Ghana Project

Multi-coloured drapes hung from the walls of the church as the village began to file in. All had come to see what was in our three suitcases, the clothes we had brought to be shared amongst the orphaned children of the village. Despite this, many parents also came; everyone had their own desperation as they clambered round us with the hope of being given some of the clothes we had brought. As the room became saturated, with both people and desperation, I felt my eyes begin to well up. Despite the upset I felt, another volunteer reminded me that the help we gave to those who received it would be a great impact for them – it was the difference we made to those people that was important.

It was not just in that village we helped, the trip, from Rainford College, helped in many places within Ghana. Throughout the fortnight we built several libraries within various schools of Kumasi, with the hope that the children who attended could receive the best education possible and would in-turn be able to better themselves for later life. Another of our projects occurred in Kumasi Children’s Home; there we helped by tending to their vegetable patch and installed beds – payed for by a Rainford High own clothes day – to help more of the children enjoy a comfortable night’s sleep. This was particularly important, seen as many of the children had to sleep on the cold hard floor before we brought them the beds and mattresses. A further project of ours was in a village, where we helped women who’d been forced to leave their homes, with children, for various reasons; there we cooked traditional Red-Red and Jollof with them and tried our hands at weaving to see how the village earns an income.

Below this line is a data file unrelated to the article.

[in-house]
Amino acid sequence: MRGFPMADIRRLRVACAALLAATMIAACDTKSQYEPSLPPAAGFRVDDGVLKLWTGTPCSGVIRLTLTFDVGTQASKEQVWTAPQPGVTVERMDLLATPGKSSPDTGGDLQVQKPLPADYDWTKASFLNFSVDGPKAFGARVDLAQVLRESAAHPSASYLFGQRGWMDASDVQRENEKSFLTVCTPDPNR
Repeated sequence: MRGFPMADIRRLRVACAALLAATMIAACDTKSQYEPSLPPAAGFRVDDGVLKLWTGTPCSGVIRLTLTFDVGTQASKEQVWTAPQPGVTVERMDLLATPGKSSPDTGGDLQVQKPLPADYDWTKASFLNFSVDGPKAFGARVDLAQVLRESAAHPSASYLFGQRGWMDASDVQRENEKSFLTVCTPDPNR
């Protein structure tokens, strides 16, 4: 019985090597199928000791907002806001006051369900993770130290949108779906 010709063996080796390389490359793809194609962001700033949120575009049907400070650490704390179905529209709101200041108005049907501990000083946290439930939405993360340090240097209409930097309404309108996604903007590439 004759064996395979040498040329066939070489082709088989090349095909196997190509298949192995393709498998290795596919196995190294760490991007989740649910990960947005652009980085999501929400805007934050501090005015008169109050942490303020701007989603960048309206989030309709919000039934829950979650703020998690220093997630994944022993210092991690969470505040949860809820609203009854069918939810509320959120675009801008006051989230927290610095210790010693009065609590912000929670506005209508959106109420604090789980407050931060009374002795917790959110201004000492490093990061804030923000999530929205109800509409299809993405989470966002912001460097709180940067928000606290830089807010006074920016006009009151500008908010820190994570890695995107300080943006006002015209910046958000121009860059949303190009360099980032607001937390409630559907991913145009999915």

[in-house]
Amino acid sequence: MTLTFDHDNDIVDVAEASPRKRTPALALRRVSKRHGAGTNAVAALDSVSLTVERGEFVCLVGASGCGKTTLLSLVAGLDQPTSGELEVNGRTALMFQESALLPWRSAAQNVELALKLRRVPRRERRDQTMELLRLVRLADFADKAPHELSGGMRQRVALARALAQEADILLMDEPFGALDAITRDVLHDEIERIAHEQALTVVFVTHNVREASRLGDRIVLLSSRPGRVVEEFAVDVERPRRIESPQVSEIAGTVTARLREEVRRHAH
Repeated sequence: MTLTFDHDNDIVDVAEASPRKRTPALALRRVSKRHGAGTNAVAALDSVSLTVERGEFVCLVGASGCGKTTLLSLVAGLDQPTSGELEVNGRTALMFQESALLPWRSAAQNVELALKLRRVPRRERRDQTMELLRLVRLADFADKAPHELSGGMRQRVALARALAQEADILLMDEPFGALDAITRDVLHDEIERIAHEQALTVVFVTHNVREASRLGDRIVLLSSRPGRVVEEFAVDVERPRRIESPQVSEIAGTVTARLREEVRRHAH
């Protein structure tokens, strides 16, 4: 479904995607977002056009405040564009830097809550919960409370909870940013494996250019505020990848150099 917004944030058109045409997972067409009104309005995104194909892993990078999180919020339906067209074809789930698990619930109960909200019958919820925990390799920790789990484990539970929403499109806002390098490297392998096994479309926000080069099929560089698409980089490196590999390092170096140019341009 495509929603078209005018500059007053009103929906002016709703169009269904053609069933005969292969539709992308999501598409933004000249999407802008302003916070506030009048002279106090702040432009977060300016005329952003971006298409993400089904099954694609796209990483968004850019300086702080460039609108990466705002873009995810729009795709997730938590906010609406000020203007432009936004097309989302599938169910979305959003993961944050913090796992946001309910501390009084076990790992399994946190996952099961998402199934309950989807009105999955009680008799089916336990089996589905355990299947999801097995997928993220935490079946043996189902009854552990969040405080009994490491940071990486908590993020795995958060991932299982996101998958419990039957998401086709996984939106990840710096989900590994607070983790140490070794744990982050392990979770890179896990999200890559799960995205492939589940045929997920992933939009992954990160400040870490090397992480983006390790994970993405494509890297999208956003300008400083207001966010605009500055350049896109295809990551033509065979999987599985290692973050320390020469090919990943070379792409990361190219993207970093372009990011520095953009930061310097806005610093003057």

As a group of eight, six students and two teachers, we experienced something that is far beyond words and comprehension. As a country, Ghana is unlike anywhere I have ever been before and doubt will ever see again, it has a culture of friendliness and relaxation that was a far cry away from the UK’s often harsh and fast moving pace. From those we met on the street, to the children who wanted a photograph with us in the schools, everyone was incredibly friendly and a delight to be with. Ghana itself is a country of rural, chaotic and jagged beauty, from the dirt track roads to the local delicacy of fufu (which is a tasting experience to say the least), its culture seeps an innate feeling of resilience, happiness and hope for a brighter future.

Before I went, I couldn’t conceptualise what they journey would be like and now it’s over it’s hard to comprehend; it was utterly fantastic and broke all boundaries I’d set for it. It is a great hope of ours that the help we gave will have a long-term positive impact to all that received it. Despite many of them having nothing, they were all so happy; it left me awe struck. It is something that many people could learn from, for them happiness was not brought about by materialism, they were simply happy because it is a joyous feeling to have.

Nathan Kelly – Y13

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